When Spiel Platz was started way back in the late 1920s, Naturism was seen as a fad, or a daring declaration of rebellion. But nowadays? I think its time has passed, what with the proliferation of Nudist Beaches, topless beaches, and scanty revealing clothing. Not to mention the relaxed attitude to nudity in Art, cinema and so on. I remember back in the 1960s a gentleman called Beau Brummel started a Naturist resort in South Africa, which was (mainly) seen as sinful, sexual and/or disgusting at the time. The apartheid government closed it down, but it resurfaced years later. Definitely under the heading of nudge-nudge, wink-wink, har-har.

Times have changed, and it seems Naturism is alive and well in our country : http://www.timeslive.co.za/lifestyle/2014/03/03/south-africas-five-favourite-naturist-hangouts .

While I’ve enjoyed skinny dipping on the odd occasion (swimming nude is a delicious sensation) but going about your household chores, or gardening, or DIY, well, I can see practical difficulties arising.

So: to each his own, but on this topic, not for me.










I learnt a marvellous new word early this morning: petaflop. Do a Miranda and repeat out aloud several times: petaflop. Petaflop. Isn’t it a satisfying word? I picked it up in a BBC article (http://www.bbc.co.uk/news/technology-33506479) on Shaheen II the new Saudi supercomputer – snappily named KAUST – King Abdullah University of Science and Technology   – for short, which crunches data in petaflops i.e.  “A petaflop is equal to about one quadrillion calculations per second. One estimate suggests it would take a human about 32,000,000 years to complete the same task “ . So how about that? Petaflop .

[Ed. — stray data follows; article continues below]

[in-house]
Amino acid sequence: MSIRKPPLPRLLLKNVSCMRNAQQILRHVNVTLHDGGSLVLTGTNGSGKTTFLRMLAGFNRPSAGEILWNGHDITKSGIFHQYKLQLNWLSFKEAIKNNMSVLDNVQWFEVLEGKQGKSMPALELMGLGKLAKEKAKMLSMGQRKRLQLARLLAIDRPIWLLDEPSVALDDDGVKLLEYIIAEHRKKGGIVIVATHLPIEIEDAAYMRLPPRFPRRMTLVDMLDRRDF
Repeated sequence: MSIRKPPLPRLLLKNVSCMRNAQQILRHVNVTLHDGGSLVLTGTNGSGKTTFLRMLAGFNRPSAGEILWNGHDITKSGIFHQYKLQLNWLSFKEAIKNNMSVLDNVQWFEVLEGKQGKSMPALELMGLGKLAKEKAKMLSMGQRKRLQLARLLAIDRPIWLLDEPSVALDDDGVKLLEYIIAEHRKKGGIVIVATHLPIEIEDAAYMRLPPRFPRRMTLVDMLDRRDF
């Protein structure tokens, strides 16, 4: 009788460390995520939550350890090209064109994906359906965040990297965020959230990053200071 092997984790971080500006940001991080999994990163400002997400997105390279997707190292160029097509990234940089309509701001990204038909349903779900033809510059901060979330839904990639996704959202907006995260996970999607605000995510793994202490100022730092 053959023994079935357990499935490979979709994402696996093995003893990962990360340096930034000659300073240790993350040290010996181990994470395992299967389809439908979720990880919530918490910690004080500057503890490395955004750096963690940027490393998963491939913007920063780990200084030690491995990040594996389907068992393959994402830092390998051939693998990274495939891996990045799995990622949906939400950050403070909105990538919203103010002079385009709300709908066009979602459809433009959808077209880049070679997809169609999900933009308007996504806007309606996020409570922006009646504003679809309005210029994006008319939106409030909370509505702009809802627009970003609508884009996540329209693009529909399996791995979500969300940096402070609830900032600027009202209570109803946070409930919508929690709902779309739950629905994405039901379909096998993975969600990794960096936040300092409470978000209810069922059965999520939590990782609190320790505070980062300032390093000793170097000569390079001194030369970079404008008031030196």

P.S. Miranda – a hilarious BBC sitcom featuring the tall, ungainly Miranda, who is quirkiness personified, and revels in the repetition of odd words.







Filed under FOOD



(Just a Paragraph: when I’m short of time and/or inspiration, I keep my blog ticking over with ‘just a paragraph; random thoughts, reflections, comments, ideas … little snippets)

Recently I found a till-slip doing duty as a bookmark inside a second-hand book. The slip was written in Portuguese and told me the book had been sold by the Sodiler Livraria on the 23rd June, 2003. Presumably in Brazil, because that’s where the website led me – to a Brazilian bookstore. How about that, for a well travelled book? I would love to know how this particular book landed up in a box of donated books, in Cape Town, South Africa. Seeing the book in which it was lodged was The Talented Mr Ripley by Patricia Highsmith, I suppose I should not be unduly surprised – Mr Ripley being a man of surprises, mystery, illusion and delusions.